Boehner, Pelosi huddle ahead of funding showdown

Boehner, Pelosi huddle ahead of funding showdown
© Greg Nash
Speaker John BoehnerJohn Andrew BoehnerLobbying world A new kind of hero? Last week's emotional TV may be a sign GOP up in arms over Cheney, Kinzinger MORE (R-Ohio) and House Minority Leader Nancy Pelosi (D-Calif.) met Thursday to discuss a government funding bill, aides said. 
 
The meeting to discuss a continuing resolution to keep the government funded lasted for about 20 minutes and comes as an Oct. 1 deadline to fund the government and avoid a shutdown looms. 
 
The meeting was first reported by Politico.

Pelosi said after the meeting that the pair talked about the level of the spending bill. 

"We don’t have a number right now," she said. "But, we talked about how we would arrive at a number."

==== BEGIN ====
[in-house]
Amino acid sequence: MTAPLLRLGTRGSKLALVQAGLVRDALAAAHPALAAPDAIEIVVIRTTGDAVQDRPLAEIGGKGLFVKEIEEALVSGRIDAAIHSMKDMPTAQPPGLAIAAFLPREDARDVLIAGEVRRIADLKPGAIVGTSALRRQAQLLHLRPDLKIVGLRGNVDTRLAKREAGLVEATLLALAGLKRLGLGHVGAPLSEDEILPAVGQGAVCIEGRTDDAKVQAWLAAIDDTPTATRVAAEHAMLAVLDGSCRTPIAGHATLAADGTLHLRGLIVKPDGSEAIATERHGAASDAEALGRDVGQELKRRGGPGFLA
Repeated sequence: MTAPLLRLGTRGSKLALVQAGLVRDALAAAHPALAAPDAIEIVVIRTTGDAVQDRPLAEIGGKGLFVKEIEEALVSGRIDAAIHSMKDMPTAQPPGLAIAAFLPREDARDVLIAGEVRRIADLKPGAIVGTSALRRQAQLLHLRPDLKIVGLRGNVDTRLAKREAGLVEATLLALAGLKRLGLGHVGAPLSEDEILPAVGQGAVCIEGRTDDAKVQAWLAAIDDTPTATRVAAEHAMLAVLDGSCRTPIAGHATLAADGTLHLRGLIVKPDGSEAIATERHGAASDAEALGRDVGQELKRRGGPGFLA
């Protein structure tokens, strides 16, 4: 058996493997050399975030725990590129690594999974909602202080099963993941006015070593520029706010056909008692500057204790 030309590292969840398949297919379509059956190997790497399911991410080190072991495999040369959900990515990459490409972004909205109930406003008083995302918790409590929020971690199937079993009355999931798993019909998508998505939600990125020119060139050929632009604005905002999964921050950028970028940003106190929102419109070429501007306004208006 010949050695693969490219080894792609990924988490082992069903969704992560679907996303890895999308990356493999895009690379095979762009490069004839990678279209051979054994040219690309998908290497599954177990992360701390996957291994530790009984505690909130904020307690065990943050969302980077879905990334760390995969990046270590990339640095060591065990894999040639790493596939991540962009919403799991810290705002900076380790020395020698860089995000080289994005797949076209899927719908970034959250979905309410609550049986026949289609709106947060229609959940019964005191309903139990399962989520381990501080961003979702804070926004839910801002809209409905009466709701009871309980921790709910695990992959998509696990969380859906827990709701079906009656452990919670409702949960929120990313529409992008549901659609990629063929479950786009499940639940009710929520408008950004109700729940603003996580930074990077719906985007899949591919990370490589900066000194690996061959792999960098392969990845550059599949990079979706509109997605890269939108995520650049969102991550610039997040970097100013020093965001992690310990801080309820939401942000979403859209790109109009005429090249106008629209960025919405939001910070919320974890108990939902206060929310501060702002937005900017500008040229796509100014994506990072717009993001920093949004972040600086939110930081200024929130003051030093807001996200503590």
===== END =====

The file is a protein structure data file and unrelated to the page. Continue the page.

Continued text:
She said she preferred that a continuing resolution be "shorter-term" than Republicans' idea of one lasting through mid-December. "Why should we put it off?" she said. 
 
She said she was optimistic that Congress could avoid a shutdown. "I’m optimistic that saner heads will prevail, and we will have no shutdown of Government, and we will form an agreement to go forth — to include jobs, promote growth, and meet the needs of the American people," she said.
 
 
Democrats have long been pressing Republican leaders to start negotiations. Before this meeting, though, Pelosi had said only that she had spoken with Boehner about what they would talk about and had not had substantive talks.
 
Boehner is trying to figure out how to avoid a shutdown, as 31 conservative Republican lawmakers have vowed not to vote for any spending bill that includes Planned Parenthood funds. Getting Democratic votes for a spending bill could be the answer, though it poses risks for Boehner.
 
Pelosi also met with President Obama and Senate Minority Leader Harry ReidHarry Mason ReidTo Build Back Better, we need a tax system where everyone pays their fair share Democrats say Biden must get more involved in budget fight Biden looks to climate to sell economic agenda MORE (D-Nev.) at the White House on Thursday. The three want to pass a clean stopgap bill to avert a government shutdown and allow negotiators more time to reach a long-term budget deal.